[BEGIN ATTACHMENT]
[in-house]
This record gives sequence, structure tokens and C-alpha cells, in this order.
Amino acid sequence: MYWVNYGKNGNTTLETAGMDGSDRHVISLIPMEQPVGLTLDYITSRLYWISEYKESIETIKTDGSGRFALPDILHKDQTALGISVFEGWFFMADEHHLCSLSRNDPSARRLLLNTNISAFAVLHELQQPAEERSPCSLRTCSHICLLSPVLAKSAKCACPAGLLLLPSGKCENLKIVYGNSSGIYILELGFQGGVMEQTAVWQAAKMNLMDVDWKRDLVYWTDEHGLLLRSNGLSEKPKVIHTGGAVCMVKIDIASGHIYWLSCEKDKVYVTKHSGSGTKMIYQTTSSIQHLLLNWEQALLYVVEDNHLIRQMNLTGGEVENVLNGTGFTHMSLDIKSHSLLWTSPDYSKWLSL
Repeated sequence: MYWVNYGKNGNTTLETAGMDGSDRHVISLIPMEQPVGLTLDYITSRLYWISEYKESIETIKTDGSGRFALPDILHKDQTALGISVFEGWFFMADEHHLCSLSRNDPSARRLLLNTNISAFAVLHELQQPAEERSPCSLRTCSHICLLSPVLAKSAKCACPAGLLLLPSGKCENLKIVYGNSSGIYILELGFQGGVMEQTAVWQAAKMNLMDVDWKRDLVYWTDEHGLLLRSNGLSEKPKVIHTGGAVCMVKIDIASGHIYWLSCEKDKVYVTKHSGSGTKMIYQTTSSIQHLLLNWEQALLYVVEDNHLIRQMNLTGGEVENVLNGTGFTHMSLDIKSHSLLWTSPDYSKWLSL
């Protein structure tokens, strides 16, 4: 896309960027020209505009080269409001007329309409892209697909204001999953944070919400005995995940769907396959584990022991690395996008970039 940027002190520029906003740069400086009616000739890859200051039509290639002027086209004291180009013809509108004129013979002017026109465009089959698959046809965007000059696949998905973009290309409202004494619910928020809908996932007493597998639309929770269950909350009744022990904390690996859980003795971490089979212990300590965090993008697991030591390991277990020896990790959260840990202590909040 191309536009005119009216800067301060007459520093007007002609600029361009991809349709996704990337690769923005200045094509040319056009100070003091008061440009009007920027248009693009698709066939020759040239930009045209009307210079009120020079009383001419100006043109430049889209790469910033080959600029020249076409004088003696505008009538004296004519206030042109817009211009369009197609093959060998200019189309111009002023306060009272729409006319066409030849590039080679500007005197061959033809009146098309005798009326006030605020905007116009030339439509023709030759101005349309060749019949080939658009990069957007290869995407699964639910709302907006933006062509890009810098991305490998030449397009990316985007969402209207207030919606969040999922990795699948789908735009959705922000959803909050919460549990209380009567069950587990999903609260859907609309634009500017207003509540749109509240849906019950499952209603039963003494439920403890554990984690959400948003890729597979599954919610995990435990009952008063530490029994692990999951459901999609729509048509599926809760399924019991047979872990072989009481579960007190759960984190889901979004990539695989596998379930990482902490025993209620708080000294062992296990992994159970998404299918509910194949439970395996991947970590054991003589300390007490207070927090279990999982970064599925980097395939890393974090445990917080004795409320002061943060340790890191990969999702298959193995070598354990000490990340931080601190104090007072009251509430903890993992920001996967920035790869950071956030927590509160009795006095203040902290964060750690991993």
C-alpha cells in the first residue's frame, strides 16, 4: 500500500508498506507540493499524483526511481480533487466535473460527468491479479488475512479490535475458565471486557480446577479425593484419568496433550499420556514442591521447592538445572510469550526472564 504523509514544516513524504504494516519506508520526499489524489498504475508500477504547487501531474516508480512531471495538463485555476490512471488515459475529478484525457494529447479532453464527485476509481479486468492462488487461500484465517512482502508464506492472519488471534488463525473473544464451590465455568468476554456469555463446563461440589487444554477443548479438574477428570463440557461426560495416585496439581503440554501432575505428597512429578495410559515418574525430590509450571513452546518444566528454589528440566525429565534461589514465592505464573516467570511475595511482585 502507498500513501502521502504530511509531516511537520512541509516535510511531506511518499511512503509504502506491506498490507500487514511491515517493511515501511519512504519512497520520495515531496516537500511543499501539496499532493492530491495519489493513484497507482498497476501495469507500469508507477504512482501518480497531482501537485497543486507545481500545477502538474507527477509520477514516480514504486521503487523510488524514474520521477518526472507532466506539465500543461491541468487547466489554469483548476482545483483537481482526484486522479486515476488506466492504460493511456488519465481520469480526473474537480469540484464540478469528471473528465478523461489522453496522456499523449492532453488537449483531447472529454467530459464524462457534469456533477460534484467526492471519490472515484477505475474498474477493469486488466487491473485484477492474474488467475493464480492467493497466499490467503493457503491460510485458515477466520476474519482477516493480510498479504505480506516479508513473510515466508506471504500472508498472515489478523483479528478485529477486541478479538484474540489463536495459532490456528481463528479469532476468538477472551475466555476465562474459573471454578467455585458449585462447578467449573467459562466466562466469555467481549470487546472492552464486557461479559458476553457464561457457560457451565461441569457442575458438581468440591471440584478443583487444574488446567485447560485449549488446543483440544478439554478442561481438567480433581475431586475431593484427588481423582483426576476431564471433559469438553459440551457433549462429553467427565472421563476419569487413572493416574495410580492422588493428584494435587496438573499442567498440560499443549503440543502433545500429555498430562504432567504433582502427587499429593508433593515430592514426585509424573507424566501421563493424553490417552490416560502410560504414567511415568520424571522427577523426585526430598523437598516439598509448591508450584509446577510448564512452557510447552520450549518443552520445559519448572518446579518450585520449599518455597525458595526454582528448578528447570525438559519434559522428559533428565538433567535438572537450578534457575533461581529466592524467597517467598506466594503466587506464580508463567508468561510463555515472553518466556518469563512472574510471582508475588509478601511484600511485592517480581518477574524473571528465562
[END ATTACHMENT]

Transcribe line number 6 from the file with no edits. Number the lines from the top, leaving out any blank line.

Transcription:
C-alpha cells in the first residue's frame, strides 16, 4: 500500500508498506507540493499524483526511481480533487466535473460527468491479479488475512479490535475458565471486557480446577479425593484419568496433550499420556514442591521447592538445572510469550526472564 504523509514544516513524504504494516519506508520526499489524489498504475508500477504547487501531474516508480512531471495538463485555476490512471488515459475529478484525457494529447479532453464527485476509481479486468492462488487461500484465517512482502508464506492472519488471534488463525473473544464451590465455568468476554456469555463446563461440589487444554477443548479438574477428570463440557461426560495416585496439581503440554501432575505428597512429578495410559515418574525430590509450571513452546518444566528454589528440566525429565534461589514465592505464573516467570511475595511482585 502507498500513501502521502504530511509531516511537520512541509516535510511531506511518499511512503509504502506491506498490507500487514511491515517493511515501511519512504519512497520520495515531496516537500511543499501539496499532493492530491495519489493513484497507482498497476501495469507500469508507477504512482501518480497531482501537485497543486507545481500545477502538474507527477509520477514516480514504486521503487523510488524514474520521477518526472507532466506539465500543461491541468487547466489554469483548476482545483483537481482526484486522479486515476488506466492504460493511456488519465481520469480526473474537480469540484464540478469528471473528465478523461489522453496522456499523449492532453488537449483531447472529454467530459464524462457534469456533477460534484467526492471519490472515484477505475474498474477493469486488466487491473485484477492474474488467475493464480492467493497466499490467503493457503491460510485458515477466520476474519482477516493480510498479504505480506516479508513473510515466508506471504500472508498472515489478523483479528478485529477486541478479538484474540489463536495459532490456528481463528479469532476468538477472551475466555476465562474459573471454578467455585458449585462447578467449573467459562466466562466469555467481549470487546472492552464486557461479559458476553457464561457457560457451565461441569457442575458438581468440591471440584478443583487444574488446567485447560485449549488446543483440544478439554478442561481438567480433581475431586475431593484427588481423582483426576476431564471433559469438553459440551457433549462429553467427565472421563476419569487413572493416574495410580492422588493428584494435587496438573499442567498440560499443549503440543502433545500429555498430562504432567504433582502427587499429593508433593515430592514426585509424573507424566501421563493424553490417552490416560502410560504414567511415568520424571522427577523426585526430598523437598516439598509448591508450584509446577510448564512452557510447552520450549518443552520445559519448572518446579518450585520449599518455597525458595526454582528448578528447570525438559519434559522428559533428565538433567535438572537450578534457575533461581529466592524467597517467598506466594503466587506464580508463567508468561510463555515472553518466556518469563512472574510471582508475588509478601511484600511485592517480581518477574524473571528465562